In fact, that 2010-2014 Hyundai Sonata changed the way many automakers approached the midsize sedan segment, and it changed the way many buyers perceived the midsize sedan segment.

The 2015 Hyundai Sonata did not capture your attention. Sure, Hyundai built a better car with the seventh-generation Sonata, but Hyundai played it safe.

Now, at the 2017 New York International Auto Show, Hyundai reveals a refreshed seventh-generation Sonata. On a mission to capture the attention of midsize car buyers before they flee sedans in search of more flexible Tucsons and Santa Fe Sports, the 2018 Hyundai Sonata adopts the conservatively handsome Hyundai Elantra’s face.

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Hyundai's Subcompact Crossover Has a Name: 'Kona'

After its skyrocketing post-recessions sales hit a roadblock in the United States, Hyundai can’t wait to sell Americans more crossovers. It just needs to build them first.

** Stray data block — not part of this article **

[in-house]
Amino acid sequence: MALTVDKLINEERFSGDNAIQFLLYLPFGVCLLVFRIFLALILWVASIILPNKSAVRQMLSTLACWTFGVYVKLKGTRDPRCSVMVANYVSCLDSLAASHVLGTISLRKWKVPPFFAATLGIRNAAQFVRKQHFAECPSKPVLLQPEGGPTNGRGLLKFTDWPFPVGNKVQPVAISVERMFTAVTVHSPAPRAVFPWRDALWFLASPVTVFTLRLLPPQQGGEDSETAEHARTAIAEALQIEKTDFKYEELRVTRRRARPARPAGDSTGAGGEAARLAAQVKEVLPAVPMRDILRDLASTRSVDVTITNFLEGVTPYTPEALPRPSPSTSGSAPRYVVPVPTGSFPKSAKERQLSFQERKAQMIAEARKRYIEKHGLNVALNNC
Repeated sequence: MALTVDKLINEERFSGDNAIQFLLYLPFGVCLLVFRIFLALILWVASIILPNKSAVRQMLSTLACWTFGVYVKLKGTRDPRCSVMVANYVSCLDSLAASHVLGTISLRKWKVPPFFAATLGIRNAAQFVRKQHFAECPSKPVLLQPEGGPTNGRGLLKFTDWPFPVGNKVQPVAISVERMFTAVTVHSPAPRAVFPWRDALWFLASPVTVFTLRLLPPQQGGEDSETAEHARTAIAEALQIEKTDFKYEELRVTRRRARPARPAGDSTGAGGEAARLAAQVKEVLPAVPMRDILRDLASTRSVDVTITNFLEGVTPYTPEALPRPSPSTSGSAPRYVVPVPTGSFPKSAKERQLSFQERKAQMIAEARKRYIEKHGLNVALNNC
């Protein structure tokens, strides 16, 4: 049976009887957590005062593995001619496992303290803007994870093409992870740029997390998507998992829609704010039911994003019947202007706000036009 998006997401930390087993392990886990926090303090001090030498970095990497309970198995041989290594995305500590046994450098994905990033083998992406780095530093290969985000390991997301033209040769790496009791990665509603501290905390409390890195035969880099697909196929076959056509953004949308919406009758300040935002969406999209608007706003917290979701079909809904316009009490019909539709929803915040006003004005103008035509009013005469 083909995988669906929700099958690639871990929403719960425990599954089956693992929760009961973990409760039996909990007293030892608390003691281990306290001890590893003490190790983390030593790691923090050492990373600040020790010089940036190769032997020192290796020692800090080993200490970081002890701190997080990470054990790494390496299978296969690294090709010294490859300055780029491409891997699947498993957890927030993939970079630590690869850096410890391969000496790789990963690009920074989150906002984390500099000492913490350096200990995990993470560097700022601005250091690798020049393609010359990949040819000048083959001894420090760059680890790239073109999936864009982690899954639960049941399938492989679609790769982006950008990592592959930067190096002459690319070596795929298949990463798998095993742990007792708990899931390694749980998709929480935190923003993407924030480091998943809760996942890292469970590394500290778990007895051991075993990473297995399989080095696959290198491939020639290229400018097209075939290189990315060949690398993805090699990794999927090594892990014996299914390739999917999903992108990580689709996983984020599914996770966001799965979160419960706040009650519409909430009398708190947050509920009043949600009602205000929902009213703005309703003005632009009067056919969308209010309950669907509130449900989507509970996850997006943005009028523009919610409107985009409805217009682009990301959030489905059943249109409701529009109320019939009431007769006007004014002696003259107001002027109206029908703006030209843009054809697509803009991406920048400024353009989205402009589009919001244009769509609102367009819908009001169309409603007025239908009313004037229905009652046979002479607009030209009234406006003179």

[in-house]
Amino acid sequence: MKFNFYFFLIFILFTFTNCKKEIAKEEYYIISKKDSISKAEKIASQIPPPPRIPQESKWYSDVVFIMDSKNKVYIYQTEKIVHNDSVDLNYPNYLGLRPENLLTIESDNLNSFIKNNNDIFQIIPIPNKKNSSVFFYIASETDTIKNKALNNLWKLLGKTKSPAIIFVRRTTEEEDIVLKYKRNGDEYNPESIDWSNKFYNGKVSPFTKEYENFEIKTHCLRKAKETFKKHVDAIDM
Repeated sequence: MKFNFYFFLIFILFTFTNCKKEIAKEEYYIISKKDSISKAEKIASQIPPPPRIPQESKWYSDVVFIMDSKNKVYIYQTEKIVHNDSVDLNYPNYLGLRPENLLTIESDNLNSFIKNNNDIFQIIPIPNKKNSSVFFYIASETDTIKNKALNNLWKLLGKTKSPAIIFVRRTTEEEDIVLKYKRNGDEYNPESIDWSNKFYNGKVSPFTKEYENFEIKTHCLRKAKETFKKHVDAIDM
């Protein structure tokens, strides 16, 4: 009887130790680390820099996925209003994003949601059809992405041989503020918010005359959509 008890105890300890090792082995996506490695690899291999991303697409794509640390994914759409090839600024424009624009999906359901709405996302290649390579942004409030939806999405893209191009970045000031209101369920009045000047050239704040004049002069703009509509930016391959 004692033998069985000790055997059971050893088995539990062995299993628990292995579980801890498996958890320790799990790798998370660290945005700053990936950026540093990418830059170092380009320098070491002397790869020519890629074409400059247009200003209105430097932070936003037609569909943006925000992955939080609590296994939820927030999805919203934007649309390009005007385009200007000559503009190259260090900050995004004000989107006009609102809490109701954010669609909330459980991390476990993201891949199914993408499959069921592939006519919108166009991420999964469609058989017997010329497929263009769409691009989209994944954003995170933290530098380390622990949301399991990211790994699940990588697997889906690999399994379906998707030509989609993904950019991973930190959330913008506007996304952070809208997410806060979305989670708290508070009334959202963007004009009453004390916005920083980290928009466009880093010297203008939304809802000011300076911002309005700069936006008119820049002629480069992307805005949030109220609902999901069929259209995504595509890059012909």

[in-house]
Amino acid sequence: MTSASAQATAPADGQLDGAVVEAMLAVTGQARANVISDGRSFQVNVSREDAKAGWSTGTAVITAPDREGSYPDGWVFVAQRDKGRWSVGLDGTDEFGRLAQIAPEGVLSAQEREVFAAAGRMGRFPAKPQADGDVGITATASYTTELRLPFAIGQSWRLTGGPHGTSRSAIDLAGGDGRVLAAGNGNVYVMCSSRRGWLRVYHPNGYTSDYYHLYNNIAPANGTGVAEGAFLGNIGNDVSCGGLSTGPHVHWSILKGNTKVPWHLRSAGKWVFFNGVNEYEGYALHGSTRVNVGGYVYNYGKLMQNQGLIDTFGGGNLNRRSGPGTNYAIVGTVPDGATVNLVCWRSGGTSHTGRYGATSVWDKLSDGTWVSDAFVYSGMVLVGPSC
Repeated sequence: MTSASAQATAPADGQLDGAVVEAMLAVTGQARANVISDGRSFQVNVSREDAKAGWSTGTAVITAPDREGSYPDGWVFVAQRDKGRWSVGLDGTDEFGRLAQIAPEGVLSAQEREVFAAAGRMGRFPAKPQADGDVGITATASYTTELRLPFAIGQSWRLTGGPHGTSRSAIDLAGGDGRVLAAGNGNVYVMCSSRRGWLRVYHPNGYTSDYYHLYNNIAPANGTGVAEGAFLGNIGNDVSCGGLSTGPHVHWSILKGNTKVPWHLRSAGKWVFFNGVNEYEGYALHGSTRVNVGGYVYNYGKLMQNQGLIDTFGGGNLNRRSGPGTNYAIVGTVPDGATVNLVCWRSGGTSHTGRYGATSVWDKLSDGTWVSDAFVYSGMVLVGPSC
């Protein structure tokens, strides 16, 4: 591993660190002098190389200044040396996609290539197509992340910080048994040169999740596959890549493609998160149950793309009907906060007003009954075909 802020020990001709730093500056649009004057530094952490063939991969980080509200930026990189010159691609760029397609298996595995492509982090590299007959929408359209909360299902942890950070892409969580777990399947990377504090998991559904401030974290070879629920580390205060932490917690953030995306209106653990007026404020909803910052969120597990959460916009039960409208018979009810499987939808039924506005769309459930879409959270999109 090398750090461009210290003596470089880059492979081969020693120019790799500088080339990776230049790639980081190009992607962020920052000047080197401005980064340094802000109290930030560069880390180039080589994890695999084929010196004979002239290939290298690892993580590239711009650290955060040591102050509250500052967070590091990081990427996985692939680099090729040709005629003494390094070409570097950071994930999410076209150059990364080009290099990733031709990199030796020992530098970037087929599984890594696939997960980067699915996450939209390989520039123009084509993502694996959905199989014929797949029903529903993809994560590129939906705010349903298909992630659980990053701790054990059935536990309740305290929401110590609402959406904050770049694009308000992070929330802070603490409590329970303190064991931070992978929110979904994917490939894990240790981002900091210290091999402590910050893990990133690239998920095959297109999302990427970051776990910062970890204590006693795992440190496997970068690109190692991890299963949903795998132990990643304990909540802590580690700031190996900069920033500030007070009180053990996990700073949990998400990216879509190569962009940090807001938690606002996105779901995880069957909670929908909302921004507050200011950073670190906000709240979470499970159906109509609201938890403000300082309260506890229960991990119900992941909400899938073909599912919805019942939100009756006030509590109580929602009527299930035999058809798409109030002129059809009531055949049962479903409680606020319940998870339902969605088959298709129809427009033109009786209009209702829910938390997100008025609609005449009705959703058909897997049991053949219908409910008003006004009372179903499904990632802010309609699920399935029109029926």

While the Korean automaker already has plans to tinker around with its existing utility lineup, it lacks product on the small end of the scale, which currently gives rivals an edge.

Well, not for long.

Today, Hyundai revealed the name that will soon join the subcompact CUV fray — Kona. Overseas markets will see the Kona in the second half of this year, but those all-important U.S. buyers will have to wait just a little while longer.

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Hyundai, Kia, Genesis Brands All Get a New Electric Model: Senior VP

Each brand under the Hyundai Motors umbrella will see an all-new model powered solely by electricity in the next few years, with the lower-rung brands getting them next year.

That’s according to Lee Ki-sang, senior vice president and head of the automaker’s green cars division. While the company is busily crafting an expensive, dedicated electric vehicle platform, those first small SUVs will ride atop existing architecture, he said.